The global banking sector has been sent reeling following the steep decline in shares of Deutsche Bank (NYSE: DB) and other major European lenders. In the wake of Credit Suisse’s recent emergency rescue, investors have become increasingly concerned about the stability of banks worldwide, leading to a sharp drop in share prices. Deutsche Bank, in particular, has lost nearly a fifth of its value since the start of the month and saw shares plummet almost 15% on March 24th, the lowest they’ve been in five months. As a result, the cost of insuring the bank’s debt against the risk of default has surged, with credit default swaps reaching their highest level in over four years.
The impact of this downturn is being felt across Europe, with Commerzbank, Societe Generale, and Banco de Sabadell also experiencing significant losses. Meanwhile, the Stoxx 600 index of European banks (excluding Credit Suisse and UBS) has seen a decline of over 5%, with a monthly drop approaching 20%.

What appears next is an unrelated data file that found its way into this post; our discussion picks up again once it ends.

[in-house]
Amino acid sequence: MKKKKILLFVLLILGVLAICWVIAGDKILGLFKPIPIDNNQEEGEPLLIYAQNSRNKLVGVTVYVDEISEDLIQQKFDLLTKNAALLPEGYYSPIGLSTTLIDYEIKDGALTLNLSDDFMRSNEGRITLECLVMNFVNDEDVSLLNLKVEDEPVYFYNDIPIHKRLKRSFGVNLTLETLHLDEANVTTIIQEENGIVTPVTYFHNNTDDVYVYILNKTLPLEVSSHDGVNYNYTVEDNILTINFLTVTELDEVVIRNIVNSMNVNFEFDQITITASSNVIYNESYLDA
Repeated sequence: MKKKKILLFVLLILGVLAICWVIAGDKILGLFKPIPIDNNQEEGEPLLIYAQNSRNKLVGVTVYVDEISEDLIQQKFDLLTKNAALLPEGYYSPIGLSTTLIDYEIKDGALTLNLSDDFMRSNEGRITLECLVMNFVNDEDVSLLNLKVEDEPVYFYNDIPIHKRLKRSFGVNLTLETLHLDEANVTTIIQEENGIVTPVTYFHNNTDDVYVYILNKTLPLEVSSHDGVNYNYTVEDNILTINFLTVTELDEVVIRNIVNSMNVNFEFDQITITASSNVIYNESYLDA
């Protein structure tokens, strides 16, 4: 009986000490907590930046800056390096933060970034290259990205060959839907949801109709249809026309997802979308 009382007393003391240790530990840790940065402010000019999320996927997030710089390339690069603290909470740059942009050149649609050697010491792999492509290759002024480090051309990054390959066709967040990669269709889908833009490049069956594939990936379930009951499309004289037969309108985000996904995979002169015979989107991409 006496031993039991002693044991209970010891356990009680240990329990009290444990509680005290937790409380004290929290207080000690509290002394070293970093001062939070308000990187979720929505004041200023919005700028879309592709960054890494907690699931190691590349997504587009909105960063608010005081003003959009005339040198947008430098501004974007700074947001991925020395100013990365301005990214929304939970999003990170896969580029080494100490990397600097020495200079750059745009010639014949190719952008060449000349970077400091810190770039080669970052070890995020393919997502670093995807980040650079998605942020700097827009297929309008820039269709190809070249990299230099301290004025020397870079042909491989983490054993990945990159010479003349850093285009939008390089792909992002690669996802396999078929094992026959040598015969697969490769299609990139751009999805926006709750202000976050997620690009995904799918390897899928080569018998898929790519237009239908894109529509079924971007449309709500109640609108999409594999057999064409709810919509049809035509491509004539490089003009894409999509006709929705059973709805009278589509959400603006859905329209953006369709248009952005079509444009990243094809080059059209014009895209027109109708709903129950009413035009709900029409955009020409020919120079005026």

The situation has caused concern among regulators, with Treasury Secretary Janet Yellen reassuring the public that measures would be taken to protect deposits if needed. European financial authorities have also reiterated that banks are now better regulated and capitalized than before the 2008 financial crisis.
This recent turmoil is the latest in a series of bank collapses, including those of Silvergate Bank and Silicon Valley Bank in the United States. Deutsche Bank has also been in the spotlight following the government-supported takeover of Credit Suisse by UBS and a U.S. Justice Department investigation into whether bankers helped Russian oligarchs evade Western sanctions.
Despite German Chancellor Olaf Scholz’s insistence that there is no reason to be concerned about Deutsche Bank’s profitability and stability, investors remain wary, and the future of the banking industry remains uncertain.